Steven D'Aprano steve at
Tue Mar 4 04:59:03 CET 2014

On Mon, 03 Mar 2014 17:02:14 -0500, Jerry Hill wrote:

> On Mon, Mar 3, 2014 at 4:51 PM, Tim Chase
> <python.list at> wrote:
>> There are a couple use-cases I've encountered where "is" matters:
>> 1) the most popular:
>>   if foo is None:
>>     do_stuff()
> I know this is the one that always comes up, but honestly, I feel like
> "is" doesn't matter here.  That code would be just as correct if it was
> written as:
> if foo == None:
>     do_stuff()
> The only time it would give you a different result from the "is" version
> is if foo was bound to an object that returned True when compared with
> None.  And if that were the case, I'm still not convinced that you can
> tell from looking at those two lines of code which one is buggy, 

It's all about the intention of the code.

Are you trying to test whether an object *is* the None singleton, and no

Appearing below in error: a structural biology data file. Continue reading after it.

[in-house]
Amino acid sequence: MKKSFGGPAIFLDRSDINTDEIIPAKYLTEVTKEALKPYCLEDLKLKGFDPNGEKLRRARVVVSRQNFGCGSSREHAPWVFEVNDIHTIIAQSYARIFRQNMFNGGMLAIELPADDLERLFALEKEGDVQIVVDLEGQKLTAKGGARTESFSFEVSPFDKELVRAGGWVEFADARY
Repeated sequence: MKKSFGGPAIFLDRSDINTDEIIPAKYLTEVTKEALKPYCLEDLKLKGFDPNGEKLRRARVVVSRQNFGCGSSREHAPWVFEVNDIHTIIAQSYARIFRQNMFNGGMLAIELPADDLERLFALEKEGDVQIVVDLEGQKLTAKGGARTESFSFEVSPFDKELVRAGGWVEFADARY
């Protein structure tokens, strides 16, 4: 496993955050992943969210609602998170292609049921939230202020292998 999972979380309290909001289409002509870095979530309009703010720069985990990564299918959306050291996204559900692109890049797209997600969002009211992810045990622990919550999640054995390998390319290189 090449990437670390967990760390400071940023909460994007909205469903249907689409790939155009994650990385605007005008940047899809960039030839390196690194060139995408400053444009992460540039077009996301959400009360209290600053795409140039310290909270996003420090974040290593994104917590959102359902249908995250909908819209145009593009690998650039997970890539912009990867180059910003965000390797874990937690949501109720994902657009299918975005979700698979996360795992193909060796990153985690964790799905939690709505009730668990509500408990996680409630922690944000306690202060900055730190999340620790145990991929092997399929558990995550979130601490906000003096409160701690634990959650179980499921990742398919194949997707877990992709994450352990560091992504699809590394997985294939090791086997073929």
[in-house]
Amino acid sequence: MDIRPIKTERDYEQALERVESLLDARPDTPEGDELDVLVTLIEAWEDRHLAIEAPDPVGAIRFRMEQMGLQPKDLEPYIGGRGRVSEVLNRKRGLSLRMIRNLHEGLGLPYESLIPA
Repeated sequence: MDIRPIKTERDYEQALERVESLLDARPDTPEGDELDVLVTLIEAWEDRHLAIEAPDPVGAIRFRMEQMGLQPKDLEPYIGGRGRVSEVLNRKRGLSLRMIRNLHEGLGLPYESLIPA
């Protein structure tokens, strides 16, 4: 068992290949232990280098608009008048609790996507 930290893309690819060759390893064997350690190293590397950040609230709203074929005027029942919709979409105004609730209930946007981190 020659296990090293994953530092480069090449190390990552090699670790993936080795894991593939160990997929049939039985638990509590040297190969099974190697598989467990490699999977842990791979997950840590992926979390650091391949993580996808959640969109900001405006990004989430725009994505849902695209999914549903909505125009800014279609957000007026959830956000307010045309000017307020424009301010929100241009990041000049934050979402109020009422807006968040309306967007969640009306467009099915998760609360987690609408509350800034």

other value? Then use "is", don't use == because it is subject to false 
positives (returning True for some objects that aren't actually None).

Or do you want to test whether an object merely happens to have the same 
value as None? Then use == and be glad.

Personally, I have never written code that looks like this:

def spam(a, b=None):
    """Spamify a with optional b.

    or not supplied, use extra-yummy spammification mode.
    if b == None: ...

But if I ever did want to do that, I can.

Since None is a singleton null-object, something with no state and no 
behaviour, we normally treat it as a sentinel, in which case an identity 
test is usual. I can't really think of any good reason to treat it as a 
value where I would want to use an equality test.

> except
> for the fact that there has been 20 years of custom saying that
> comparing to None with equality is wrong.

It's not *necessarily* wrong, merely wrong the 99.9998% of the time that 
you want to treat None as a sentinel.


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